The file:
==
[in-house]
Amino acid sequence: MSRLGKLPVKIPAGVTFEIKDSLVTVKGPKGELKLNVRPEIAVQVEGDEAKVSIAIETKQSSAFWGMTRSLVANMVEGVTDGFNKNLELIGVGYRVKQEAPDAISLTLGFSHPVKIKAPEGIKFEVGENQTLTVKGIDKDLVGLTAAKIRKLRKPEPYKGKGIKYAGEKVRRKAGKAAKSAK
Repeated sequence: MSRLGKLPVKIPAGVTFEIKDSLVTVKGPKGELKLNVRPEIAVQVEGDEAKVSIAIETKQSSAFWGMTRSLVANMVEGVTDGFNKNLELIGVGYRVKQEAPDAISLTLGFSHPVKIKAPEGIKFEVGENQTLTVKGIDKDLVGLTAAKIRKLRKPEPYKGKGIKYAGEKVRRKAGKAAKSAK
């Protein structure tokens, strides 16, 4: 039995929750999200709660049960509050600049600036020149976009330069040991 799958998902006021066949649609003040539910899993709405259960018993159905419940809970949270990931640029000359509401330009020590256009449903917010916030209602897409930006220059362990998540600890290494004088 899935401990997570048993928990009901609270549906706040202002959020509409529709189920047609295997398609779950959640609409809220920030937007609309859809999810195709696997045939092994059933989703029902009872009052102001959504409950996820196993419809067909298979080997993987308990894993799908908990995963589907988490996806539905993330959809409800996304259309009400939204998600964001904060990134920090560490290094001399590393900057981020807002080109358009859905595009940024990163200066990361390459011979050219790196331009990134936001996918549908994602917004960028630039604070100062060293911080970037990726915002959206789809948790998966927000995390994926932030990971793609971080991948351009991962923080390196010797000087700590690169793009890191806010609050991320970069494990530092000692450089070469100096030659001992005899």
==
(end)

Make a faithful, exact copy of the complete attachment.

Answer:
[in-house]
Amino acid sequence: MSRLGKLPVKIPAGVTFEIKDSLVTVKGPKGELKLNVRPEIAVQVEGDEAKVSIAIETKQSSAFWGMTRSLVANMVEGVTDGFNKNLELIGVGYRVKQEAPDAISLTLGFSHPVKIKAPEGIKFEVGENQTLTVKGIDKDLVGLTAAKIRKLRKPEPYKGKGIKYAGEKVRRKAGKAAKSAK
Repeated sequence: MSRLGKLPVKIPAGVTFEIKDSLVTVKGPKGELKLNVRPEIAVQVEGDEAKVSIAIETKQSSAFWGMTRSLVANMVEGVTDGFNKNLELIGVGYRVKQEAPDAISLTLGFSHPVKIKAPEGIKFEVGENQTLTVKGIDKDLVGLTAAKIRKLRKPEPYKGKGIKYAGEKVRRKAGKAAKSAK
């Protein structure tokens, strides 16, 4: 039995929750999200709660049960509050600049600036020149976009330069040991 799958998902006021066949649609003040539910899993709405259960018993159905419940809970949270990931640029000359509401330009020590256009449903917010916030209602897409930006220059362990998540600890290494004088 899935401990997570048993928990009901609270549906706040202002959020509409529709189920047609295997398609779950959640609409809220920030937007609309859809999810195709696997045939092994059933989703029902009872009052102001959504409950996820196993419809067909298979080997993987308990894993799908908990995963589907988490996806539905993330959809409800996304259309009400939204998600964001904060990134920090560490290094001399590393900057981020807002080109358009859905595009940024990163200066990361390459011979050219790196331009990134936001996918549908994602917004960028630039604070100062060293911080970037990726915002959206789809948790998966927000995390994926932030990971793609971080991948351009991962923080390196010797000087700590690169793009890191806010609050991320970069494990530092000692450089070469100096030659001992005899």